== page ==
I thought that I would have covered each architectural style and thus dollhouse style on my website by now, but of course, I had forgotten an Asian dollhouse, how could I! 😉
This topic was in the back of my head for quite some time now, but somehow I just always wrote about other things first, my mind (and my laptop haha), can get quite messy.
Anyway, better later than never, right? So today we are going to dive into the next dollhouse style!
But First, What Other Dollhouse Styles Are There Again?
I would like to kindly remind you of all other architectural styles and dollhouse styles that I have already written about, plus some artists making dollhouses in these styles.
Why am I showing these? Well, because I am quite proud of all the efforts that I made before writing about these ;-). (you can just skip this part if you like)
So here’s a list:
- The Federal style
- The Georgian style
- Dutch cabinet dollhouses
- One of my favorit styles: the English Tudor style.
- The Gothic style
- The Victorian style
- The Edwardian time period
I think that’s it 😉
What Is An Asian Dollhouse Style?
We can give a little bit of history on Asian architecture first, to get an idea.
Calling it “Asian” style is actually too broad, Asia is quite big, isn’t it? 😉
If I’m correct (I could be wrong), most dollhouses or dollhouse kits, are either Japanese or Chinese. So we will talk about those 2 mostly.
The Japanese Style.
It is no wonder that in the West, lots of people have a fascination for Eastern interior designs because it just radiates peace and serenity, silence and space, and a special eye for detail. The trend in our western countries is to get ‘minimalizing’, and I can see the benefits of this.
The Japanese style is more about leaving things out of the room, not stuffing them up, and keeping them tidy. It is no wonder that the much known “cleaning guru” called Marie Kondo, is from Japan 😉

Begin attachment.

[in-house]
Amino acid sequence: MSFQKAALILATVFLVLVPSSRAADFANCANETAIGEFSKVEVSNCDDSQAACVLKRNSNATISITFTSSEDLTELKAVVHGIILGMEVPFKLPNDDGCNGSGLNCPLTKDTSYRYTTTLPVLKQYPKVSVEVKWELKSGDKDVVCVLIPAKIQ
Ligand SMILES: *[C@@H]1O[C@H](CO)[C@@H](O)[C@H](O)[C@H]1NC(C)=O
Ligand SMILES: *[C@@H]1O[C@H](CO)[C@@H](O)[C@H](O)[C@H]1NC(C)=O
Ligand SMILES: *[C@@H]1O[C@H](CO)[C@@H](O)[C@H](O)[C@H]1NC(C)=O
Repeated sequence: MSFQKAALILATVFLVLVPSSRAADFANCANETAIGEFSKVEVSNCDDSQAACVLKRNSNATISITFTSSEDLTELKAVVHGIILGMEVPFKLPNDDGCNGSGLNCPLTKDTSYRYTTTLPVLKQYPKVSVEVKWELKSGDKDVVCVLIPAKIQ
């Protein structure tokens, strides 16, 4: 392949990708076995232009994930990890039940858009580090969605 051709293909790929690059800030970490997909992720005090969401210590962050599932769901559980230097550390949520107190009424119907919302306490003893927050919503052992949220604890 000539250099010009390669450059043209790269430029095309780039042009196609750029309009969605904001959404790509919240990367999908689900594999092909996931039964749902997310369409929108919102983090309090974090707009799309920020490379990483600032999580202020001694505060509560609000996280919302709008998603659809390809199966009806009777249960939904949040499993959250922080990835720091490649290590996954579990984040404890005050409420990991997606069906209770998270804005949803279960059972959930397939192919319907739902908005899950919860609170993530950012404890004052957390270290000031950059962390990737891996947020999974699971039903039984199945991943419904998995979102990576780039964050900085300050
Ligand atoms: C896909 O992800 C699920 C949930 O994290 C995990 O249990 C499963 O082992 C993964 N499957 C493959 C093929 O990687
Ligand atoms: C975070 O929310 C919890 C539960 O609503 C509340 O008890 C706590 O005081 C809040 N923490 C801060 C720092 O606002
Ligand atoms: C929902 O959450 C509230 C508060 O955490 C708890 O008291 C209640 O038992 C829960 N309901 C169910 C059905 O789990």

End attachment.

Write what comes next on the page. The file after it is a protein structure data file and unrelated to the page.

Japanese homes and interiors have beautiful shapes and lots of natural materials can be found in this style.
As for the choice of colors, the Japanese seem to prefer calm and earthly colors. White, black, and wood brown, but also the beautiful pink color of the cherry blossom is popular.
A lot of the homes and furniture are made from bamboo or rice paper, aka “washi”, which you can see a lot for the typical folding screens.
In western countries, we are used to working at heights, like in the kitchen or at the dining table, but in Japan, it is the other way round. Most of the furniture is low and lots of the Japanese still prefer sitting on a pillow or mat on the floor.
The Chinese Style.
The architectural style of Chinese homes might be very recognizable for you because of the imperial and religious buildings, as China has been using the same architectural model for over 2000 years.
These building complexes consist of a gate, the entrance, a four-sided construction around courtyards, and a series of halls in a north-south direction.
Most Chinese ancient buildings were built of wood, but many burned down.
These buildings had multiple layers, with towers from 2 to 7 floors, and were built to enjoy the landscape some more.
Pavillions with multiple floors also existed, but these were used for the storage of important things, such as books of Buddhist sutras and huge statues.
Usually, Chinese furniture is made from plain polished wood, but since the Song Dynasty, most pieces were covered with lacquer to have a more luxurious look.
But from the Ming dynasty, they became less expensive and so more affordable for lower social classes. Lacquer inlaid with mother-of-pearl-technique was mainly a technique used on furniture.